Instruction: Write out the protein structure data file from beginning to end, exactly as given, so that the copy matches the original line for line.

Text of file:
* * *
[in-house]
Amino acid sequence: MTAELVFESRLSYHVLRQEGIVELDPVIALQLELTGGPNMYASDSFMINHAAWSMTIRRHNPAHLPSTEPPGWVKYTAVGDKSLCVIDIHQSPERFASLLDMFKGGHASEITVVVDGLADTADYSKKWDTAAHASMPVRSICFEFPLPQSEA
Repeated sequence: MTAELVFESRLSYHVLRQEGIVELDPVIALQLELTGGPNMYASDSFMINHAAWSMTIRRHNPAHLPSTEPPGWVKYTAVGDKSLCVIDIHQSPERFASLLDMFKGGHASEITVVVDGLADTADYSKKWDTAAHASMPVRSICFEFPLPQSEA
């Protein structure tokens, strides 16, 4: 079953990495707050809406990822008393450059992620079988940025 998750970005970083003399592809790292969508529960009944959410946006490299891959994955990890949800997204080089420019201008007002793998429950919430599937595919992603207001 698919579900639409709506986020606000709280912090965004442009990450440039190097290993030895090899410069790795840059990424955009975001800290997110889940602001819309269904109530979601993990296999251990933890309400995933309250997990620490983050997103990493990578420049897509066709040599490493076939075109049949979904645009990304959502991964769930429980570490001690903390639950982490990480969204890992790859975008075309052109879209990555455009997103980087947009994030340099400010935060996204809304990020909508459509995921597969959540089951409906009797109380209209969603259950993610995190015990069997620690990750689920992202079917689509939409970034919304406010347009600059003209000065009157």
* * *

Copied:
[in-house]
Amino acid sequence: MTAELVFESRLSYHVLRQEGIVELDPVIALQLELTGGPNMYASDSFMINHAAWSMTIRRHNPAHLPSTEPPGWVKYTAVGDKSLCVIDIHQSPERFASLLDMFKGGHASEITVVVDGLADTADYSKKWDTAAHASMPVRSICFEFPLPQSEA
Repeated sequence: MTAELVFESRLSYHVLRQEGIVELDPVIALQLELTGGPNMYASDSFMINHAAWSMTIRRHNPAHLPSTEPPGWVKYTAVGDKSLCVIDIHQSPERFASLLDMFKGGHASEITVVVDGLADTADYSKKWDTAAHASMPVRSICFEFPLPQSEA
């Protein structure tokens, strides 16, 4: 079953990495707050809406990822008393450059992620079988940025 998750970005970083003399592809790292969508529960009944959410946006490299891959994955990890949800997204080089420019201008007002793998429950919430599937595919992603207001 698919579900639409709506986020606000709280912090965004442009990450440039190097290993030895090899410069790795840059990424955009975001800290997110889940602001819309269904109530979601993990296999251990933890309400995933309250997990620490983050997103990493990578420049897509066709040599490493076939075109049949979904645009990304959502991964769930429980570490001690903390639950982490990480969204890992790859975008075309052109879209990555455009997103980087947009994030340099400010935060996204809304990020909508459509995921597969959540089951409906009797109380209209969603259950993610995190015990069997620690990750689920992202079917689509939409970034919304406010347009600059003209000065009157």